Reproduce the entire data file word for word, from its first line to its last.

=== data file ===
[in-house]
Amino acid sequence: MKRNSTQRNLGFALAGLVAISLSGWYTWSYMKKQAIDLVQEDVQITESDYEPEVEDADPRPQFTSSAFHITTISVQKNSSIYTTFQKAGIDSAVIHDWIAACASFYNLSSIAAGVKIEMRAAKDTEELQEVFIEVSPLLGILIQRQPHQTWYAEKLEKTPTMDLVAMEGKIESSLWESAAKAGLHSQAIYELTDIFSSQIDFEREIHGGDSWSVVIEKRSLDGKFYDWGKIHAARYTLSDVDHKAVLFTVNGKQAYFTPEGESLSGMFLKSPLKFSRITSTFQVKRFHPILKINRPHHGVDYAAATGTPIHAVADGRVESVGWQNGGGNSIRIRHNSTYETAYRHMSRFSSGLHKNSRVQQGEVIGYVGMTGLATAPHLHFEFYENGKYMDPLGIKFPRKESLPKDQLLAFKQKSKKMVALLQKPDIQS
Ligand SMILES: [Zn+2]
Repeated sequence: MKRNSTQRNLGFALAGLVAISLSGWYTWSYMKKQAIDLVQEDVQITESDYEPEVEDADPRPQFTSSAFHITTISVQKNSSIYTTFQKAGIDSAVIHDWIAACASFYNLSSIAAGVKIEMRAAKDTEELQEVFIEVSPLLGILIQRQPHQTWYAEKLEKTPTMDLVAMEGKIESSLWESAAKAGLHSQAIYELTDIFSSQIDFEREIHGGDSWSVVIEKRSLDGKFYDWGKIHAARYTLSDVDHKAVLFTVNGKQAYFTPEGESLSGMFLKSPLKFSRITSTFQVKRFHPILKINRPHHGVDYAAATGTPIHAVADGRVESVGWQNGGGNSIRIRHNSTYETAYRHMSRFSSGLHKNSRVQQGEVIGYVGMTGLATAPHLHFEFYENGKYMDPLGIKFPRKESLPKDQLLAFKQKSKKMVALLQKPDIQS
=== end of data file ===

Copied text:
[in-house]
Amino acid sequence: MKRNSTQRNLGFALAGLVAISLSGWYTWSYMKKQAIDLVQEDVQITESDYEPEVEDADPRPQFTSSAFHITTISVQKNSSIYTTFQKAGIDSAVIHDWIAACASFYNLSSIAAGVKIEMRAAKDTEELQEVFIEVSPLLGILIQRQPHQTWYAEKLEKTPTMDLVAMEGKIESSLWESAAKAGLHSQAIYELTDIFSSQIDFEREIHGGDSWSVVIEKRSLDGKFYDWGKIHAARYTLSDVDHKAVLFTVNGKQAYFTPEGESLSGMFLKSPLKFSRITSTFQVKRFHPILKINRPHHGVDYAAATGTPIHAVADGRVESVGWQNGGGNSIRIRHNSTYETAYRHMSRFSSGLHKNSRVQQGEVIGYVGMTGLATAPHLHFEFYENGKYMDPLGIKFPRKESLPKDQLLAFKQKSKKMVALLQKPDIQS
Ligand SMILES: [Zn+2]
Repeated sequence: MKRNSTQRNLGFALAGLVAISLSGWYTWSYMKKQAIDLVQEDVQITESDYEPEVEDADPRPQFTSSAFHITTISVQKNSSIYTTFQKAGIDSAVIHDWIAACASFYNLSSIAAGVKIEMRAAKDTEELQEVFIEVSPLLGILIQRQPHQTWYAEKLEKTPTMDLVAMEGKIESSLWESAAKAGLHSQAIYELTDIFSSQIDFEREIHGGDSWSVVIEKRSLDGKFYDWGKIHAARYTLSDVDHKAVLFTVNGKQAYFTPEGESLSGMFLKSPLKFSRITSTFQVKRFHPILKINRPHHGVDYAAATGTPIHAVADGRVESVGWQNGGGNSIRIRHNSTYETAYRHMSRFSSGLHKNSRVQQGEVIGYVGMTGLATAPHLHFEFYENGKYMDPLGIKFPRKESLPKDQLLAFKQKSKKMVALLQKPDIQS